Do you know what your customers want from you?
Indeed. We’re all selling. And I think it’s not only good to acknowledge that fact, it’s something to embrace, and constantly strive to improve.
Selling isn’t the same as being pushing, inauthentic, or slippery. It’s about sharing an idea that you can’t stand not to share. It’s about the concept of your idea bringing people a better quality of life, improving their surroundings, helping the earth, making them more healthy and in general making your good/service/product something that the consumers will indeed benefit from.
In the beer arena, selling the idea of beer is the first step. Before you get to brand, it’s about beer. All beer. Yesterday I started to initiate the idea to quash the idea of delineating and segmenting beer. We don’t need more segmentation in the world; we need more coming together. (Angelo’s right: Beer Snobbery Be Gone. In all shapes and sizes, from all directions and voices.)
Women Enjoying Beer does that everyday. The business isn’t about women – and it’s not necessarily about beer. It’s about opportunity. The inviting of those who’ve been previously uninvited, overlooked, dismissed, or devalued to the table to be part of the conversation. Like Sheryl would say, it’s about leaning in. More importantly, what we do is invite people to proactively lean in.
You’re selling something. What is it? How do you do it? And do you always keep your eye on ‘them’, your consumers and customers? What are you doing to serve them?
It’s also again precisely why WEB exists: to help you take a look inside, from the outside you don’t see. Whether you’re a consumer, a professional (who is still a consumer) or a combination of the two, you’re selling your idea, beliefs, thoughts, and ideas. Make sure you approach the sales therein with an eye on the end consumer.
May 1, 2013
Beer has always been beer. It’s been around as long as humans have been in one spot long enough to make it.
So why is there now *suddenly* a definition of what beer should be?
I speak of the word Craft in reference to its use with the word beer.
When I started WEB I’d use the word, as did the crowd I hung with – the professionals I’d come to know and enjoy. The longer I’ve been around the industry though, the more I chaff against it. Here’s why.
When I was teaching public school a number of years ago, and even when I was in my education program in college, I quickly saw that labels and identifying words could be damning. And permanent in a very negative way, with both positive labels and negative ones.
Beer is beer.
Ever been called stupid? Unique? Smart? How about ADD, ADHD, Special Needs? Perhaps the titles originally were designed to help those who thought they were helping the student. Nevertheless, those same people conjuring up these titles ended up creating more damage than good. It works both ways: Champion, Winner, Title Holder. Pressure anyone?
People like to name things, because it helps us understand and go forward. Although for some, they become a crutch, a permission slip to not do this or that – or to do this or that.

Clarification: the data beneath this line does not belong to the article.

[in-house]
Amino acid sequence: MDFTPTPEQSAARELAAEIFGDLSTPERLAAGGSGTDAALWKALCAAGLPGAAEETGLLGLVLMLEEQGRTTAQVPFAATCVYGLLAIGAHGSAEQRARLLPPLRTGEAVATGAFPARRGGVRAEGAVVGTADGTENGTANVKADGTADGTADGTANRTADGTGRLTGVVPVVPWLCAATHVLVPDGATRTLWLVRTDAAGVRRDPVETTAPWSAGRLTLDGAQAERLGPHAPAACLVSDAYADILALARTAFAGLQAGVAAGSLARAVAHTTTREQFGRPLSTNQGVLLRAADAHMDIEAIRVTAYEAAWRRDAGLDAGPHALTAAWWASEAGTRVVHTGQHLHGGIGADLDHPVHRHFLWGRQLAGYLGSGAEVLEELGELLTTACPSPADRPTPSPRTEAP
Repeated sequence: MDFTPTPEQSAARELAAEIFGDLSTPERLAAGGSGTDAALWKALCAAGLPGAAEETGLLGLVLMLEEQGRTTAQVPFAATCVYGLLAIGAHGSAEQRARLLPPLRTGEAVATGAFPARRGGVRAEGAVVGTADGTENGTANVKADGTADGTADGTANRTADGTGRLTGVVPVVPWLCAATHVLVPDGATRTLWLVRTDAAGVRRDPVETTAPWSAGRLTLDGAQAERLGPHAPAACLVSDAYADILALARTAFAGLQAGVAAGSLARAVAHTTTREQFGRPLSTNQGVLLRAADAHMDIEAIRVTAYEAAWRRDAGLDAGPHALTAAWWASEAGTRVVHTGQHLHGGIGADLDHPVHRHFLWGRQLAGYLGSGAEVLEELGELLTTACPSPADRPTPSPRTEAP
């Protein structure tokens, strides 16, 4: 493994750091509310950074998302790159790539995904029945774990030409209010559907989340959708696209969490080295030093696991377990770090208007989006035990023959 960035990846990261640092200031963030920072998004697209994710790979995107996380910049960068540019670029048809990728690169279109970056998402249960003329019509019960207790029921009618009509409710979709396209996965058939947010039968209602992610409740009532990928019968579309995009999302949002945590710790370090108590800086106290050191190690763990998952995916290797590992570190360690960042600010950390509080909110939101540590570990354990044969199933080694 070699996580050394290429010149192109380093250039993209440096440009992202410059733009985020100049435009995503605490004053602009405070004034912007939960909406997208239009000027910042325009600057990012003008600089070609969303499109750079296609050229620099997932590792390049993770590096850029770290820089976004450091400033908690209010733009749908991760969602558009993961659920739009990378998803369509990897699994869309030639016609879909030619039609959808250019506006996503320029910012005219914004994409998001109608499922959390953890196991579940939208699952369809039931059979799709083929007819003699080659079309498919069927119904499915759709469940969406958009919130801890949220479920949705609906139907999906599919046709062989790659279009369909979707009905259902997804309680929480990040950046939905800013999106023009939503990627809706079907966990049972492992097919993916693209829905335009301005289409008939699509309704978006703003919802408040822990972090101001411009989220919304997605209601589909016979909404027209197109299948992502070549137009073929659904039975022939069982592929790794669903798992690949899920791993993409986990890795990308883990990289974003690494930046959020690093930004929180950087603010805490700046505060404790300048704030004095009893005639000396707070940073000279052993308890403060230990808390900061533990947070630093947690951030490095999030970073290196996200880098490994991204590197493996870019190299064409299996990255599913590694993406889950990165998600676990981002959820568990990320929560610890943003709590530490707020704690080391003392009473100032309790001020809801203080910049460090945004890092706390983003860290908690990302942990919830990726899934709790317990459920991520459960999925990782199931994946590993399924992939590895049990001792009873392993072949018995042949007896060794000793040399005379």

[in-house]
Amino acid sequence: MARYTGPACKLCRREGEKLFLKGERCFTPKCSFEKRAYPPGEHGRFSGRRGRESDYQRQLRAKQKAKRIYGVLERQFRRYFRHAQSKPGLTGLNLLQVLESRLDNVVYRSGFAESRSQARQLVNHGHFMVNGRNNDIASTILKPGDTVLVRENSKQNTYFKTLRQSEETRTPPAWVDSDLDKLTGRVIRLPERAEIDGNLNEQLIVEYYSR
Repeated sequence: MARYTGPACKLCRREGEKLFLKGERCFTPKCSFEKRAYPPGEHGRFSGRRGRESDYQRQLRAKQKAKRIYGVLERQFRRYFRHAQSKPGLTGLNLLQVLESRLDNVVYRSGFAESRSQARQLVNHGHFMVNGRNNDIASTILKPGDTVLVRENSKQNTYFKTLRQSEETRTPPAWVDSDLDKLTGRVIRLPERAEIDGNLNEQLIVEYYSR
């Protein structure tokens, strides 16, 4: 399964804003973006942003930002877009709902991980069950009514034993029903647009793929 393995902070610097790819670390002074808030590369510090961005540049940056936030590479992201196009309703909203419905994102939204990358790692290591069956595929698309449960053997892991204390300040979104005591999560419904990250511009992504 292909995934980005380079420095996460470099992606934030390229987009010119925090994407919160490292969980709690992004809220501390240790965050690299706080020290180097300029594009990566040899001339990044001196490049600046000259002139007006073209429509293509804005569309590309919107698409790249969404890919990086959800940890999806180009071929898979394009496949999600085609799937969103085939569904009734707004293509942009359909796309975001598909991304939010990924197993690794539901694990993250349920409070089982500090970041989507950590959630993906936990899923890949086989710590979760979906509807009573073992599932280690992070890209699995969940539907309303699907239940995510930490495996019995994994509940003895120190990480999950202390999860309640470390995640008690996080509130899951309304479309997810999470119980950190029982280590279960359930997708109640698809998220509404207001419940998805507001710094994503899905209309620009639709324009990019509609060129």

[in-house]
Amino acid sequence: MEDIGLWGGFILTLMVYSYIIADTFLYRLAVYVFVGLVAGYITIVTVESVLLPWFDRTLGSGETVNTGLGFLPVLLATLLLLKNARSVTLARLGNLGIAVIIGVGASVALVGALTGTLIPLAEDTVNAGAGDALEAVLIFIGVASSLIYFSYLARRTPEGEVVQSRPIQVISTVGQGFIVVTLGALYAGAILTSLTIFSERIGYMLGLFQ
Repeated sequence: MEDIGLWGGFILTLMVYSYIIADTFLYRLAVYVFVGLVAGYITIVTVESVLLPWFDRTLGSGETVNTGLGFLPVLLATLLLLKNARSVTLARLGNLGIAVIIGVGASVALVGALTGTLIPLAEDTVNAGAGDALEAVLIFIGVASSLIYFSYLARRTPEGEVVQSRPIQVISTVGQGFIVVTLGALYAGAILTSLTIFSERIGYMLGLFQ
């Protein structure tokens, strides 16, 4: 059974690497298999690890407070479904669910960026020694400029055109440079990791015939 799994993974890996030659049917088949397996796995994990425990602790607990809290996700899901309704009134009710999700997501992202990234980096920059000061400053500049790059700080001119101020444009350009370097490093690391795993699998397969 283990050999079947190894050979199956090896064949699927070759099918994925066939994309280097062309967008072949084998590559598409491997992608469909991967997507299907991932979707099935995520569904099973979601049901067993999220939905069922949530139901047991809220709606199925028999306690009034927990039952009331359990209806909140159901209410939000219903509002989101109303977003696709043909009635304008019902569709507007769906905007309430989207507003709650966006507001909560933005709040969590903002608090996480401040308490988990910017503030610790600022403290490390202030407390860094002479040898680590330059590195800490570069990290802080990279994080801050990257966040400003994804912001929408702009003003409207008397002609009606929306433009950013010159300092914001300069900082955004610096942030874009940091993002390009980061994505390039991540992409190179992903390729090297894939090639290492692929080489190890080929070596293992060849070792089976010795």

I hated them as a teacher and simply wanted to see the student as the person they were. Yes, we all have qualities and talents and physical and emotional characteristics that make us who we are. They are should not solely define us or who we are and can be.
The same holds true with beer. To use one word to narrowly define what something “can” or “should” be is arrogant. Who gives whom the authority to create such a definition anyway? Or who decides to take the authority especially when it’s a universal item that most people on the planet have their own definition for already.
Yes, definitions change. It’d be impossible for something to not change. Mother Nature changes, people change, times change. My beer is like my body: it’s up to me alone to define what it is. It’s personal and to have someone tell me otherwise – that’s not beer – is ridiculous, disrespectful and unacceptable. They’re invalidating my opinions and beliefs.
It’s time to change “back” to no delineation. It’s time to recognize and work with all beer, tastes, flavors, recipes, and ideas of what beer is, can be and what people want their beer to be.
To create delineations in something as universal as beer is also anti diplomatic. Why create and drive another wedge into something everyone already owns themselves? Our energies and efforts are much better spent elsewhere. You shut out as many people or more than you bring in when you draw a line in the definition sand.
And no, don’t argue with me that one kind of business that makes one kind of thing is better or worse than another. It’s untrue. Along with that, ‘small’ is a word I also loathe when applied to business. There’s nothing small to an effort you put your entire life into. And all big/ger businesses started much smaller as well.
I could go on and on about this. And will pick it up another time. For now, here’s where I stand. Beer is beer. Let’s leave it that way.